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Gibson, William. Neuromancer. New York: Ace, 1984. Introd. Terry Carr.

Cyberpunk vision of a 21st-c. world where human systems are altered by mechanical, chemical, cybernetic, and surgical means; the hard-case hero is a data thief in the world of the human-computer interface, "the Matrix." The plot threatens or promises release upon cyberspace and human society of a powerful AI. Cf. and contrast the funky worlds of P. K. Dick's Do Androids Dream [. . .[ and the film BLADE RUNNER, the human-machine interface in K. O'Donnell's ORA:CLE and V. Vinge's Across Real Time (under Fiction and Film). See in this Category WG's Count Zero and Mona Lisa Overdrive, and the entry for J. T. Sladek's The Müller-Fokker Effect and the works cross-indexed there. The Neuromancer trilogy is important for positive containment (freedom to act) within computers ("cyberspace") and for use of the hive motif. For similar literary effects with more mundane technology, see F. Pfeil, Goodman 2020.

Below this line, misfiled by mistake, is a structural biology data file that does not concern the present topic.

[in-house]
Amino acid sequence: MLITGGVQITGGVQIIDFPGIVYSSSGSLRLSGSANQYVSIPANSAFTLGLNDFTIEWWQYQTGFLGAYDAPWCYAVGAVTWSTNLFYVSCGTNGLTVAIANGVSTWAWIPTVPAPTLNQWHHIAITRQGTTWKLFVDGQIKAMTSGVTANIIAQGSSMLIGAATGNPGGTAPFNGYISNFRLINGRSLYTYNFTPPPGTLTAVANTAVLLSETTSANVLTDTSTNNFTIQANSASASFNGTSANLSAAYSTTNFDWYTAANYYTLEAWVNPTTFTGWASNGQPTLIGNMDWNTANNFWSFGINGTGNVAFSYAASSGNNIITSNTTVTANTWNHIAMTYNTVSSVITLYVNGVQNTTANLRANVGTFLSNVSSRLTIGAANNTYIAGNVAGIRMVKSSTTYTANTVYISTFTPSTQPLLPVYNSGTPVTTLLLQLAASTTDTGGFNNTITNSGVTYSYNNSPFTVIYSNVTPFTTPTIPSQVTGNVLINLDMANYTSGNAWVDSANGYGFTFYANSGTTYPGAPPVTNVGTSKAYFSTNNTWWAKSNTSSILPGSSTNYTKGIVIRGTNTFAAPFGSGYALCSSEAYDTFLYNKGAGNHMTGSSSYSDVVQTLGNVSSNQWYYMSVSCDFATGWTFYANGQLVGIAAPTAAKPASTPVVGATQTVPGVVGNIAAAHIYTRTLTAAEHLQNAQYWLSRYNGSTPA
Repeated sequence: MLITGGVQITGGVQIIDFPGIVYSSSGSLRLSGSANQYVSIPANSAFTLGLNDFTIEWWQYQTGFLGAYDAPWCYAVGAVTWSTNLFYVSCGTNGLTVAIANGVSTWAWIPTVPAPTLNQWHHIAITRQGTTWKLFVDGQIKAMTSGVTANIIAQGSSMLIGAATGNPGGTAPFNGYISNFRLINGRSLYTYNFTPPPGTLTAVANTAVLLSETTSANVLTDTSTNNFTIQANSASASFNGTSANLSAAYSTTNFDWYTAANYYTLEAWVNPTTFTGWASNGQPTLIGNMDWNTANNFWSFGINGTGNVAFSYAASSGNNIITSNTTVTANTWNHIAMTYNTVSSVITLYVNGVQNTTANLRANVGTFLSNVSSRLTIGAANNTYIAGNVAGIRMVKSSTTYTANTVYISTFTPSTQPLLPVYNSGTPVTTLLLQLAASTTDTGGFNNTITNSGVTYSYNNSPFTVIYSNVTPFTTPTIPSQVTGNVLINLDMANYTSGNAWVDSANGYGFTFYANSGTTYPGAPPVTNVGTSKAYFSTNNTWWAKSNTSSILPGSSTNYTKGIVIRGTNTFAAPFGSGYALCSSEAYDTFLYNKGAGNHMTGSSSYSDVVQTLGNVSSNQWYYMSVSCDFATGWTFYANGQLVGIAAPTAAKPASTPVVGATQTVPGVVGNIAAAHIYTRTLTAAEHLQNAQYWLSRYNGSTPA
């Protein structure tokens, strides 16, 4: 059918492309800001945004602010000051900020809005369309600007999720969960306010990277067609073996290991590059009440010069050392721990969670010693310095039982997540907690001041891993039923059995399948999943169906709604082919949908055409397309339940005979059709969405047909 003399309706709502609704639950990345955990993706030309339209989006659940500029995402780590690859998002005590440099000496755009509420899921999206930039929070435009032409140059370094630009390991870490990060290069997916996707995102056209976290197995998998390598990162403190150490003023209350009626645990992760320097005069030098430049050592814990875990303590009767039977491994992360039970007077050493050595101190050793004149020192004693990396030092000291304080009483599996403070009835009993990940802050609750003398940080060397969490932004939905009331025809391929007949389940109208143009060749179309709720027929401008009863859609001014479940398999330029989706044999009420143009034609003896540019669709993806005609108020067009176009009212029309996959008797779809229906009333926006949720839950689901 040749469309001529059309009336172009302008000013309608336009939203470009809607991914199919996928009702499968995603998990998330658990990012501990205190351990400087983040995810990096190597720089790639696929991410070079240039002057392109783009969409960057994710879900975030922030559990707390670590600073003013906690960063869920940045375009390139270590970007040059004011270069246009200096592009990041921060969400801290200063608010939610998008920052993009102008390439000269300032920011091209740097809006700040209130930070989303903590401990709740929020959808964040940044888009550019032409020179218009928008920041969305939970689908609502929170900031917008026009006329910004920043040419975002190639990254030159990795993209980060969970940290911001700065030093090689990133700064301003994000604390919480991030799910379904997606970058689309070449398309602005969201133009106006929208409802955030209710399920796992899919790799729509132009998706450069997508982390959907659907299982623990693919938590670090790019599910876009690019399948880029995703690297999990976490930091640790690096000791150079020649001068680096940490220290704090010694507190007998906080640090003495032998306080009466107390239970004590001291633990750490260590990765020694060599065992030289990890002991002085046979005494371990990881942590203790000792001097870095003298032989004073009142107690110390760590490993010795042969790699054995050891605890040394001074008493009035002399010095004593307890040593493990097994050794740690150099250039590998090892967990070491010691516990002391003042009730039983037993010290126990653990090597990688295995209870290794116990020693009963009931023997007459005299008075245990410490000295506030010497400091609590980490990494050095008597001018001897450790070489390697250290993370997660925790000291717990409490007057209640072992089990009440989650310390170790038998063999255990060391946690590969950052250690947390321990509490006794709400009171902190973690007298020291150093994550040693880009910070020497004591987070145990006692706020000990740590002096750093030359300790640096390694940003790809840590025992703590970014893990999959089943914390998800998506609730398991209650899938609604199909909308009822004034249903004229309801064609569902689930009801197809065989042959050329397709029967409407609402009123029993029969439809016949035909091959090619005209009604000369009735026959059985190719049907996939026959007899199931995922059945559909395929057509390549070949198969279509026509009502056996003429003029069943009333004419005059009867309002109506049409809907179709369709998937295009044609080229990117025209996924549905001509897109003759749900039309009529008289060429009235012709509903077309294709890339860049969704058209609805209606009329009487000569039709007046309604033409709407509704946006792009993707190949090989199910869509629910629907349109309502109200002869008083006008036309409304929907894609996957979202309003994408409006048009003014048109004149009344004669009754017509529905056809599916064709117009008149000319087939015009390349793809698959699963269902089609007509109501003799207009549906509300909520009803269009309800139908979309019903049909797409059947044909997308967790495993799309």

Neuromancer is much discussed in the scholarly literature.[1] For one interesting example: "Computer Fictions: Narratives of the Machinic Phylum." Discussed for its racial aspects in Isiah Lavender's Race in American Science Fiction.